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AKG C411 Internal Install and Custom Cables

Rating: 23 votes, 5.00 average.

I have had a few questions about this, so thought it worthwhile outlining exactly how this rather unusual (but excellent) transducer can be installed on your mandolin, guitar, or fiddle.

Unlike the majority of soundboard transducers, the C411 is not based on a piezo element, but on an electret element - the same concept as used in back-electret condenser microphones. It sounds quite different from a piezo element, and can best be described as warm, without 'quack'. The downside is that it is not intended for internal install (you are supposed to stick it on externally with a putty-like substance) and it has very specific power requirements.

The full spec is here.

The model you need for this install is the C411PP (Phantom Power adapter included).

Actual internal installation is straightforward. The transducer is attached to the underside of the top and in this case, I used a Tapastring Vintage Jack to avoid modifying the mandolin.

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Some concerns have been expressed that this relies on a 1/8" mini TRS jack. These connections are notorious mostly because they are used on cheap consumer electronics! The quality of the components used is very poor. So is reliability. This is categorically not the same thing at all. Using top-grade SWITCHCRAFT mini-jacks, these connections are tough as nails... hard as rocks. Chuck Norris would be envious. These are pro-grade connectors through-and-through.

The simple method (and one I'd recommend if you have a decent mixing console with good EQ) is simply to adapt the existing cable. You need to cut it, however, and soldering skills are required. This is what it looks like when a Switchcraft mini-jack is added - with the Phantom Power adapter on the other end.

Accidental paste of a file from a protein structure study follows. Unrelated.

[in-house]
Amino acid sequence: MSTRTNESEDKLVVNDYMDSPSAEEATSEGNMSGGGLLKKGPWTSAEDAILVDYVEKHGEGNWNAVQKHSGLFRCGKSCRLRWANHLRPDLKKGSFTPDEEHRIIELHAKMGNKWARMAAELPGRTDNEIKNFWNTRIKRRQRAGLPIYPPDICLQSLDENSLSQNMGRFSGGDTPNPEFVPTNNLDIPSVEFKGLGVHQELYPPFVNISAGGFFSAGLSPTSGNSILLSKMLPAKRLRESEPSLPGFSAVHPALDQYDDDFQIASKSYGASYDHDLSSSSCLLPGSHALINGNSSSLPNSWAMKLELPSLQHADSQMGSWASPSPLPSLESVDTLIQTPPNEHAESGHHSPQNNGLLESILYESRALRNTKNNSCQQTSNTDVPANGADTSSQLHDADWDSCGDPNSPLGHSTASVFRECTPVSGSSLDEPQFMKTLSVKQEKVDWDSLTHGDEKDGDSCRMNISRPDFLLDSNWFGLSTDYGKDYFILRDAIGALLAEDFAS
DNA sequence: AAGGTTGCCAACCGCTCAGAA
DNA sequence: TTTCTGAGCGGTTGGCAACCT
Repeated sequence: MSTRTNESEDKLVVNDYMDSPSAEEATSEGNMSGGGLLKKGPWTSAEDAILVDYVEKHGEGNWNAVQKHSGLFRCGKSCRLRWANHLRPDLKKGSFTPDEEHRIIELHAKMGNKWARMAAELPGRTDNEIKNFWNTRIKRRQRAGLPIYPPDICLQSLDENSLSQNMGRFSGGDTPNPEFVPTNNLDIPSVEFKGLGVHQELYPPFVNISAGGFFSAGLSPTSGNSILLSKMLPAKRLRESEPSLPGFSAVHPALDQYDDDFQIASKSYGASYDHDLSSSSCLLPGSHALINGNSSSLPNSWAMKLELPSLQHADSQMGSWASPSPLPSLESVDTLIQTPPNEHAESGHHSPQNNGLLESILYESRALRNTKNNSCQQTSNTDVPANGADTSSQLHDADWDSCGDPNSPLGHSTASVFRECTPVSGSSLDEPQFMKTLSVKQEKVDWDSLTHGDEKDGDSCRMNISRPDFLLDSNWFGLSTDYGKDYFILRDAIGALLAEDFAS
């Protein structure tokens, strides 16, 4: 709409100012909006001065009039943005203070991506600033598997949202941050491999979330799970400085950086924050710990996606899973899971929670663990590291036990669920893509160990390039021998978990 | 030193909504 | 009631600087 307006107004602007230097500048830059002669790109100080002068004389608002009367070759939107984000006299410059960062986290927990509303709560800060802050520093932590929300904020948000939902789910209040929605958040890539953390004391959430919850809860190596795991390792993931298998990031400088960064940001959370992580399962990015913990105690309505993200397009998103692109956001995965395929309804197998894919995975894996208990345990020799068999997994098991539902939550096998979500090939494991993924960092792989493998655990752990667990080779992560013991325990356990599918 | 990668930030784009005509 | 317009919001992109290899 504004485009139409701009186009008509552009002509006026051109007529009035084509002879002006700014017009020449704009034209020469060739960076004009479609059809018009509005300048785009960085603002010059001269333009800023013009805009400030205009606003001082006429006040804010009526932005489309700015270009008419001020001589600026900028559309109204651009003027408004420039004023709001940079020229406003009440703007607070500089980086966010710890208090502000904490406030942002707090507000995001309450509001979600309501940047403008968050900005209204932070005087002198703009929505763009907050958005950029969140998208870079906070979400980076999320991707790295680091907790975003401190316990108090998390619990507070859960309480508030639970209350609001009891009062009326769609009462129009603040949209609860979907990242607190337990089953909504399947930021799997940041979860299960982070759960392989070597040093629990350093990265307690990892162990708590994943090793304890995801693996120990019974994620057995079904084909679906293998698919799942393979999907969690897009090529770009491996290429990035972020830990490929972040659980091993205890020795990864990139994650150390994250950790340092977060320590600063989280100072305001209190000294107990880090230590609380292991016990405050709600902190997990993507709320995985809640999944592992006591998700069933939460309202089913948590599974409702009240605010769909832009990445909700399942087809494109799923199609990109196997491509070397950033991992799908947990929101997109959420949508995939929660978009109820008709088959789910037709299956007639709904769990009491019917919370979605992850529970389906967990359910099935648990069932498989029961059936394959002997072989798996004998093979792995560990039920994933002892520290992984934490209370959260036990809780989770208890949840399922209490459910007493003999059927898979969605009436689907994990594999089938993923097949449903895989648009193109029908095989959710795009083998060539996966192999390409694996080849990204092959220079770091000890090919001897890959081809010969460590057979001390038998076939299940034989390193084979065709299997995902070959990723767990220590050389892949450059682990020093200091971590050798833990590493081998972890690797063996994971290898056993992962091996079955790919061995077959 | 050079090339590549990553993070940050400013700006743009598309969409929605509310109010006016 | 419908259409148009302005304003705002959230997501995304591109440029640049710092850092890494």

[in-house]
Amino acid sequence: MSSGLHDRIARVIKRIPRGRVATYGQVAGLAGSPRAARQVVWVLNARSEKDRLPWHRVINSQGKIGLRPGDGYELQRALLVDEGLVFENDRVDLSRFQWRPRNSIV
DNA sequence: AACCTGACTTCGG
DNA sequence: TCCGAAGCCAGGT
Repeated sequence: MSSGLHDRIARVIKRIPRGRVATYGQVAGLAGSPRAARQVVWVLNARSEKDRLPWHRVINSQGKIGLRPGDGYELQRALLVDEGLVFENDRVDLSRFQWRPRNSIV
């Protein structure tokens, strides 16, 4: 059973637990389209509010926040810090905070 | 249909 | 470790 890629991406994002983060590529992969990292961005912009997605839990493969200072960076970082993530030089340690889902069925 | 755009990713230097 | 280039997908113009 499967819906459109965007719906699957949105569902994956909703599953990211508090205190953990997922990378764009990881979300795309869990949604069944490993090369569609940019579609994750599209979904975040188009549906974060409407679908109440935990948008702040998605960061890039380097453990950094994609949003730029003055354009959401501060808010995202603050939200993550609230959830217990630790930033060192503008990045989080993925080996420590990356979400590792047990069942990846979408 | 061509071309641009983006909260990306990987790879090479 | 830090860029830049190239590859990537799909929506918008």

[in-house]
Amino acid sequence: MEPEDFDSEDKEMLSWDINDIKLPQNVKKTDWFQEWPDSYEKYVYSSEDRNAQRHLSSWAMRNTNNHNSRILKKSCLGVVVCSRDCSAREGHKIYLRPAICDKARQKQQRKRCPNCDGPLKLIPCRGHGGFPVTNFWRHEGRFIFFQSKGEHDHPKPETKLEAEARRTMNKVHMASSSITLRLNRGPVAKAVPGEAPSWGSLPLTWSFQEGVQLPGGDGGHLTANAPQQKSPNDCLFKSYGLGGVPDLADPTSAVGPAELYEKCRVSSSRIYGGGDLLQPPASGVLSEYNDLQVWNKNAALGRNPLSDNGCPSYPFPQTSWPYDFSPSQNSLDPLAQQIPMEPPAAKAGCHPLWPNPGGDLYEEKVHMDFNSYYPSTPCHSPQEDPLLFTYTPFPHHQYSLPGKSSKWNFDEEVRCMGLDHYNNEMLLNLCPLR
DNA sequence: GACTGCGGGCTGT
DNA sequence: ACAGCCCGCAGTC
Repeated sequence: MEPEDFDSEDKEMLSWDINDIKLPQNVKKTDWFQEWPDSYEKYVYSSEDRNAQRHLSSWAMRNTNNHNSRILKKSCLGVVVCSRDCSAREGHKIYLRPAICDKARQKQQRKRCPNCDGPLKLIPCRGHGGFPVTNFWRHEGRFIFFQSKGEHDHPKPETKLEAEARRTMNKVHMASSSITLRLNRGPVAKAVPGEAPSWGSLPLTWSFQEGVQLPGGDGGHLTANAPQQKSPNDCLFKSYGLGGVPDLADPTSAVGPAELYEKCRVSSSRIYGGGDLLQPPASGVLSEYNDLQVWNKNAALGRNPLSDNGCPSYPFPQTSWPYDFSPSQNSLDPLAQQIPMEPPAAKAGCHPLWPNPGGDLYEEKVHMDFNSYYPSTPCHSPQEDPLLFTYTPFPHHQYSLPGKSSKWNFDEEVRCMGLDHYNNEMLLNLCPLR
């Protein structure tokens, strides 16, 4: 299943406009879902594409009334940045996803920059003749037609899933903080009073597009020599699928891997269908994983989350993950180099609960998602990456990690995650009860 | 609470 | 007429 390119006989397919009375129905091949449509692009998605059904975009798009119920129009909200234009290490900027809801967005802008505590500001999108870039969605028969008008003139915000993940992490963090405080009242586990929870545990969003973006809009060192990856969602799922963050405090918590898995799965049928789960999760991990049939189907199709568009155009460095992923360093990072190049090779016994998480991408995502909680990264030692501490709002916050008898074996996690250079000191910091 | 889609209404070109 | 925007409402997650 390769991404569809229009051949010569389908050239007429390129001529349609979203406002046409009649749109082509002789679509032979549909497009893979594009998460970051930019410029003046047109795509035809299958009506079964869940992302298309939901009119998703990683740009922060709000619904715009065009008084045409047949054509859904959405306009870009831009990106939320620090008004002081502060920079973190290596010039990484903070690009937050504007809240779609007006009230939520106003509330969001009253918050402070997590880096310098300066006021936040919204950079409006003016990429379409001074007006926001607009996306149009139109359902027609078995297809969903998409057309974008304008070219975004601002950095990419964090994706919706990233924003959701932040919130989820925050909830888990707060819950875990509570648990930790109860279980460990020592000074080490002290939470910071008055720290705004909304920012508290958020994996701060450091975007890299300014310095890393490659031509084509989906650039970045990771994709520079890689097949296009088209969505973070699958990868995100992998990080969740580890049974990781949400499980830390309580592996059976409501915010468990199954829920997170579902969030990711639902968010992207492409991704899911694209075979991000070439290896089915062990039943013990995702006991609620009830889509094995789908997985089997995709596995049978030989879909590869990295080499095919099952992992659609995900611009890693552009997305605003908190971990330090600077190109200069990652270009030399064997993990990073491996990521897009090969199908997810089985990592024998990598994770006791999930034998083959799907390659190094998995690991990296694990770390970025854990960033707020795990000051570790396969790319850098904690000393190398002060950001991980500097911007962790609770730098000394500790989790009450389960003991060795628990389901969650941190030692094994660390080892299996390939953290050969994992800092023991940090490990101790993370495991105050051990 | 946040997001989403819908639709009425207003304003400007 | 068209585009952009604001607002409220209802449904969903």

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All you have to do with this is plug into your regular mixer XLR mic input, with phantom power turned on. It will actually work fine on a range of phantom powers... certainly no problems on +18v or +24v as provided by many 'Acoustic Guitar' amplifiers.

Because the regular cable is quite thin (but tough) it is often best to use heavier grade for longer cable runs. Unlike piezo transducers, these are fine with long cable runs. Just use a regular XLR-XLR cable to extend as necessary.

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Provided your desk (or acoustic amp) has phantom power + good EQ, this may be all you need.

If you don't have those, then a separate, special preamp may be required. The Headway EDB-2 plays well with this transducer.

You can run it two ways.

1) Using the internal 9v A/B power direct to the transducer element. This requires a custom cable. Here's mine:

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I made this using the aforesaid Switchcraft Mini-TRS jack, and a Neutrik-REAN 1/4 regular jack.

Note: You have to set the switches (there are a lot of them!) on the Headway right... 9v to Tip.

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This frees up the XLR on the headway so you can use that to 'blend' in sound from say, an AT PRO 35/ATM350 or DPA 4099.

2) You can also go straight into the Headway XLR connector (with +18v turned on - more switches!) using the first cable shown. This also works extremely well.

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This is a very versatile setup, and although I am the first to say that no soundboard transducer is ever quite as good as a nice mic, this really does a pretty good job! None of that horrible harsh, piezo quack at all.

Bringing the Headway in does bump the price up (a lot) and to be quite honest, if you have a decent desk, or a good acoustic amp (I use a Fishman SA220) you may not need it. It is fine straight into the XLR input on those, as it is into many other good acoustic amps and compact PA systems.

Similarly, it is fine into pretty much every modern digital console via the XLR's. These have incredibly sophisticated EQ built in, plus (often) auto feedback suppression and great reverbs.

If you are on the road, and possibly encountering rather bad systems, then the Headway will give you the 'local' control you need.

The C411 is not the most common transducer out there, but it sounds very good indeed, and in my view, is well worth a try if you ever have to 'plug in'.

Keep picking and have fun

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